Whether father or mother, executive or manager, block leader or team captain, pastor or deacon, we can lay aside the pretense of perfection. We can own our neediness and weakness and failures, not to mope about them or wallow in them, but to know the strength and mercy of our King. He is good. He is generous. He is compassionate. He is wide-hearted. We come to his Table.
Receive Abundant Mercy
Along with blossoming in the cities, verse 16 mentions an abundance of grain and fruit — which is how we get bread and wine. Not only does the ideal leader, King Jesus, exercise wisdom and provide for and protect his people, but it is only possible through his self-giving at the cross.
He shed his own blood to show the preciousness of the life of his needy, weak people. His providing an abundance of grain and fruit, including the bread and cup of this Table, is not cheap, but costly, at the price of his own blood.
And in that very moment when he decisively crushed Satan, the oppressor of his people, he showed his people his mercy. The cross is the supreme manifestation of regal mercy. It is the place where the King triumphs, the ground of all kings and nations falling down before him. And his cross purchases not merely the pardon of his people but our blossoming — even in the Cities.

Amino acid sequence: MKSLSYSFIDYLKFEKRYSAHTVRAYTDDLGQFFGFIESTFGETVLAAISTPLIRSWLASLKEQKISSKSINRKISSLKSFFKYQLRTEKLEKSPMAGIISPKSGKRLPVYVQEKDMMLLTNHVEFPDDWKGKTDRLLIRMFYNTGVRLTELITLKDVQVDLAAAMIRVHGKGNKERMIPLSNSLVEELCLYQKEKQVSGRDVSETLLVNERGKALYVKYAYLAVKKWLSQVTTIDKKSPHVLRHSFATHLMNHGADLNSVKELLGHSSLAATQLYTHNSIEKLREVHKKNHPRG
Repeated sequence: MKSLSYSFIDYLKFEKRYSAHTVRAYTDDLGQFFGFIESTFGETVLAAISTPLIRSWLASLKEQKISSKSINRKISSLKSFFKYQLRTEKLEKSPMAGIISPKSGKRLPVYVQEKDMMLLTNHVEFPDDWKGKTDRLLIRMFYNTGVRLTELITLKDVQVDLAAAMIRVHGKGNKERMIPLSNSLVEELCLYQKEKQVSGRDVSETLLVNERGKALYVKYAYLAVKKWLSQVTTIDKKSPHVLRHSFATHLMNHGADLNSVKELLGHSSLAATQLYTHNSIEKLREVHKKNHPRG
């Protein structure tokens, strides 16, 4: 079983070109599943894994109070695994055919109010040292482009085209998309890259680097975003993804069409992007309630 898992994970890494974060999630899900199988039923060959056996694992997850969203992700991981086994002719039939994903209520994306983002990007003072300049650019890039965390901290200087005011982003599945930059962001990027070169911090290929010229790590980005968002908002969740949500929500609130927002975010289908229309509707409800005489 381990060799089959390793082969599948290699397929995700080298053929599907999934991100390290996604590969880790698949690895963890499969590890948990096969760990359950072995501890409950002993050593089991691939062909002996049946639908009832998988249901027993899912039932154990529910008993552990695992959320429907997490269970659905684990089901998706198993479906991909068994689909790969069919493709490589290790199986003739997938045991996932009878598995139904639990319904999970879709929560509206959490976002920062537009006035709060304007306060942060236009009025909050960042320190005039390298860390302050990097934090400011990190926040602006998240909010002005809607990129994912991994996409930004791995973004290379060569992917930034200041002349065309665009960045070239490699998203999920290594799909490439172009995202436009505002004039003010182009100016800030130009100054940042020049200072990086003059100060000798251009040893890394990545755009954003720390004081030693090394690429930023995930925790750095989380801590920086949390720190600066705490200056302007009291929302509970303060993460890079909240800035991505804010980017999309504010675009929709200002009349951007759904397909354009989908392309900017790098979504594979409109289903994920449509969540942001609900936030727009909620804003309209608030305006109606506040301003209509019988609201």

It was a long, shameful walk back to the hunting cabin.
For well over an hour, I had sat in the deer stand, happily reading and enjoying the quiet morning. Then I felt the loose bullets rattle in my pocket. I turned and looked. Oh no.
I had forgotten my rifle.
No choice now but to go back for it. The rest of the men in our extended family were tucked away in their own stands. They wouldn’t see me go back for my gun. But they would hear about it. Oh, would they. The cabin, teeming with our wives and children, would all too gladly report on my “hunt.” I could see pairs of eyes gawking through the window as I came up the dirt road. They gathered around and met me with barbs and laughter at the door.
Years later, I’m yet to live it down (and rightfully so). Now every fall we hear, “Remember the time Uncle David . . .”
Hunting Without a Rifle
I’m a terribly amateur hunter. I easily smile and chuckle about once forgetting my rifle. For me, the real joy in that quiet deer stand is unhurried Bible meditation and prayer. Getting the big buck is a distant second.
As a pastor, however, it would be a serious shame if I took the stand without my weapon. That is, if I entered the pulpit without the sword — without the staff, the wand, the scalpel for the most exacting of operations, the singular instrument of our holy calling. Without the Book, a Christian preacher is unequipped and incompetent. He is left, tragically, to preach his own ideas, his own preferences, his own lifehacks, his own self. When the act does not begin, persist, and conclude with faithfully delivering the message of another, it is, in reality, pretend preaching, not the real thing.